Believe it or not, the easiest chair for my aunt to get out of is her bedside commode. I used the seat height, width and arm height as the template for my chair search.

I would love to hear if you’ve busted through any furniture barriers without a lot of expense or an exhaustive search.


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Why I Care for My Elderly Aunt at Home

How to care for elderly relative

The only thing I expected from my (maybe impulsive) decision to invite my 78 year old aunt to live with my family was the unexpected.

The only thing I knew for sure was that I couldn’t proceed without substantial amounts of Grace (as in from God). I also knew that I couldn’t possibly envision what changes it would bring. It might be the scariest thing I ever did willingly. I refused to focus on that, though and trusted that each day would be o.k. That’s how I continue to approach it.

This kind of move happens when you simply don’t want to see a person suffer.

I barely consulted my husband who has been incredibly supportive and trusted that I could make it work.

My mom and I flew by the seat of our pants and put a plan together in a matter of what seemed like minutes but in reality was about two weeks. That term “plan” is used in the loosest sense possible. I should give credit here to my cousin who, in the eye of the crisis, helped my mom formulate the plan to get my aunt admitted to the hospital then hopefully to therapy to give us time to get ready in Pittsburgh.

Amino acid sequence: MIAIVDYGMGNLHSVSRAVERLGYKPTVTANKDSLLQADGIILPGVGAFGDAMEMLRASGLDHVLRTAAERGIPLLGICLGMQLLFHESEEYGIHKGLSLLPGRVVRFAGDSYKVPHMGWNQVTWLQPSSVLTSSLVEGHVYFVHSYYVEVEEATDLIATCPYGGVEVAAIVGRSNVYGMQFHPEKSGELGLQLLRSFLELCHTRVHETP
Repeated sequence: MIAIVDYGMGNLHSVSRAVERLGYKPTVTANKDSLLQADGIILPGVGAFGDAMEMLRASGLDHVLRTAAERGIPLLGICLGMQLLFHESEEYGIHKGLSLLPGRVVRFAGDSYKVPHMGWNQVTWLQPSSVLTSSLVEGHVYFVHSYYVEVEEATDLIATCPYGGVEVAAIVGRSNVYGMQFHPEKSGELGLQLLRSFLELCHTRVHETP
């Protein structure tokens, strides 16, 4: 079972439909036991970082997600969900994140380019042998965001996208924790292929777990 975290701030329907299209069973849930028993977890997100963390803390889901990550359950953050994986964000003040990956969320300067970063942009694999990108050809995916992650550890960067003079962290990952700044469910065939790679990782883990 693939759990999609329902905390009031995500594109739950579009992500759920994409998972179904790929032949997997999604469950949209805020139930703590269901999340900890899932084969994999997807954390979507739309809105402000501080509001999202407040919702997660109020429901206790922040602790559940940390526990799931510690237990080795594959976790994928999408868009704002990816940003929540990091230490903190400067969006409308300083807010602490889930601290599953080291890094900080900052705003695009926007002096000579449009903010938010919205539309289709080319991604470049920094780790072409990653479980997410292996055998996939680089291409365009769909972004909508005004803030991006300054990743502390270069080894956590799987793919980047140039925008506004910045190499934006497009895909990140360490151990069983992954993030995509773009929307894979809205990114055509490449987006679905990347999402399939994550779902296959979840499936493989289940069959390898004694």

Truth is, you can’t plan for this.


Familiar Rosaries on a familiar table

You can only manage as you go.

You can only try make the best decisions possible… with the facts at hand… as they relate to the primary person(s) and go from there. The information can change daily or hourly and you adjust (as best you can).

Here are some of the facts:

1. I love my aunt and she needed help.

2. She was unable to care for herself (personally or financially). When she was admitted to the hospital (after a minor fall out of bed which only resulted in a lost big toenail), she was severely dehydrated, had a urinary tract infection, bladder infection, open raw sores on her belly and a heart situation likely related to her compromised health. In short, she was a hot mess and likely wouldn’t have survived more than a few days or a week without intervention. To be honest, we knew she had declined considerably over the winter but having been independent her entire life, navigating the intervention stage was tricky. How do you convince someone who feels fine that she really isn’t? The signs were there but it was a delicate matter broaching the subject and our concerns. That minor fall was what saved her. Proof positive that what seems terrible can be a blessing in disguise.